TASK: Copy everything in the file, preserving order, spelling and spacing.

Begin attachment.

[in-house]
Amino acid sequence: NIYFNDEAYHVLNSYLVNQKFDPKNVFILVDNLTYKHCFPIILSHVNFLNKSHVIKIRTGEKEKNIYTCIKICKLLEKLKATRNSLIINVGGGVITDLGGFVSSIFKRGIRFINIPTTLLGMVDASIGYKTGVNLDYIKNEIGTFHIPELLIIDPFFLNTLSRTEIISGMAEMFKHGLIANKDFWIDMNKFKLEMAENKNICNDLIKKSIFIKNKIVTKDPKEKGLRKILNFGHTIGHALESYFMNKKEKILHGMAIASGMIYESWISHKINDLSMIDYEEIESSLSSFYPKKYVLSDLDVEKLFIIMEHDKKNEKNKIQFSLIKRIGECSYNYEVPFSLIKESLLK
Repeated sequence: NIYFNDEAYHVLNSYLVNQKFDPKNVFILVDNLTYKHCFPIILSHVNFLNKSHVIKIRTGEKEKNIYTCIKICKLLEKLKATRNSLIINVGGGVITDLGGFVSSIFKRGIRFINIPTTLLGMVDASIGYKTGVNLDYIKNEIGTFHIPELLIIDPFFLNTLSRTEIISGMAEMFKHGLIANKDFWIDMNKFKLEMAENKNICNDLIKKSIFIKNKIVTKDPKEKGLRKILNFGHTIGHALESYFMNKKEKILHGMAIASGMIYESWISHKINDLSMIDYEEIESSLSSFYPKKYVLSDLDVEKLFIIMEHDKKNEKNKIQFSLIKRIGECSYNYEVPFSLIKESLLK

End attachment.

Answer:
[in-house]
Amino acid sequence: NIYFNDEAYHVLNSYLVNQKFDPKNVFILVDNLTYKHCFPIILSHVNFLNKSHVIKIRTGEKEKNIYTCIKICKLLEKLKATRNSLIINVGGGVITDLGGFVSSIFKRGIRFINIPTTLLGMVDASIGYKTGVNLDYIKNEIGTFHIPELLIIDPFFLNTLSRTEIISGMAEMFKHGLIANKDFWIDMNKFKLEMAENKNICNDLIKKSIFIKNKIVTKDPKEKGLRKILNFGHTIGHALESYFMNKKEKILHGMAIASGMIYESWISHKINDLSMIDYEEIESSLSSFYPKKYVLSDLDVEKLFIIMEHDKKNEKNKIQFSLIKRIGECSYNYEVPFSLIKESLLK
Repeated sequence: NIYFNDEAYHVLNSYLVNQKFDPKNVFILVDNLTYKHCFPIILSHVNFLNKSHVIKIRTGEKEKNIYTCIKICKLLEKLKATRNSLIINVGGGVITDLGGFVSSIFKRGIRFINIPTTLLGMVDASIGYKTGVNLDYIKNEIGTFHIPELLIIDPFFLNTLSRTEIISGMAEMFKHGLIANKDFWIDMNKFKLEMAENKNICNDLIKKSIFIKNKIVTKDPKEKGLRKILNFGHTIGHALESYFMNKKEKILHGMAIASGMIYESWISHKINDLSMIDYEEIESSLSSFYPKKYVLSDLDVEKLFIIMEHDKKNEKNKIQFSLIKRIGECSYNYEVPFSLIKESLLK